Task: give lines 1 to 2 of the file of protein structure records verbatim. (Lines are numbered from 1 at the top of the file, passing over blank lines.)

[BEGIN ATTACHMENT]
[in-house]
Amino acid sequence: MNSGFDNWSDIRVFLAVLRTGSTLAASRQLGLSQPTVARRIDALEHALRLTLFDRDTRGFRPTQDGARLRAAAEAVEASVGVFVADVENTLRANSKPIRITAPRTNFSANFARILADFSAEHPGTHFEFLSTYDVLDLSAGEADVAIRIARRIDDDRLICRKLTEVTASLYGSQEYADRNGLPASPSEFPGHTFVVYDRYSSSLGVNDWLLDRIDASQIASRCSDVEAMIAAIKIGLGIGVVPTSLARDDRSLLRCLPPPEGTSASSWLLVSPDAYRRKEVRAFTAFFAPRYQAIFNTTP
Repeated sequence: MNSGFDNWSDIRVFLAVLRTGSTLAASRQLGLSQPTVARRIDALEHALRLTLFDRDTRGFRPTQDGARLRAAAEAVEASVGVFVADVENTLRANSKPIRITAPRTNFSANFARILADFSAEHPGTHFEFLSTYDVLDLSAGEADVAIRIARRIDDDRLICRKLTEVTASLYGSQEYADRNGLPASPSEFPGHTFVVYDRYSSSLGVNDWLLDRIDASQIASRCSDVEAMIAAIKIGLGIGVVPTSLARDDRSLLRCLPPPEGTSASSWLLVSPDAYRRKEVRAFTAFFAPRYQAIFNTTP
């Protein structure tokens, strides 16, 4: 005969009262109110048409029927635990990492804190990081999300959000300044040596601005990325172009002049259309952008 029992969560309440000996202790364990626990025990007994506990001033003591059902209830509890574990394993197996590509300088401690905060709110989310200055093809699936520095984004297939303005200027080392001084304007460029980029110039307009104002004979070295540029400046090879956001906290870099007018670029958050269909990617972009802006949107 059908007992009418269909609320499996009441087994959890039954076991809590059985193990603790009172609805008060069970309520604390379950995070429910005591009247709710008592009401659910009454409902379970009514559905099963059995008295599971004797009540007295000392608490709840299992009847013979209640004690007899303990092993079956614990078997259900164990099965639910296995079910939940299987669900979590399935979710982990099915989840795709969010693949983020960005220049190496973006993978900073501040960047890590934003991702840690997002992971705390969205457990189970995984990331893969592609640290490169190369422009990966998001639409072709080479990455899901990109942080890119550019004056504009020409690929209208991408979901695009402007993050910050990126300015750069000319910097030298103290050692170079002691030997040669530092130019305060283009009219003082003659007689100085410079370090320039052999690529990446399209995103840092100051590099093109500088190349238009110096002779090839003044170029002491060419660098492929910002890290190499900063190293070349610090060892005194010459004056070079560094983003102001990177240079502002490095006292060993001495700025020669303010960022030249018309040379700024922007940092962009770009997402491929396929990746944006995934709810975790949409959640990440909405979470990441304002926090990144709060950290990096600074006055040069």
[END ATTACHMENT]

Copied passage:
[in-house]
Amino acid sequence: MNSGFDNWSDIRVFLAVLRTGSTLAASRQLGLSQPTVARRIDALEHALRLTLFDRDTRGFRPTQDGARLRAAAEAVEASVGVFVADVENTLRANSKPIRITAPRTNFSANFARILADFSAEHPGTHFEFLSTYDVLDLSAGEADVAIRIARRIDDDRLICRKLTEVTASLYGSQEYADRNGLPASPSEFPGHTFVVYDRYSSSLGVNDWLLDRIDASQIASRCSDVEAMIAAIKIGLGIGVVPTSLARDDRSLLRCLPPPEGTSASSWLLVSPDAYRRKEVRAFTAFFAPRYQAIFNTTP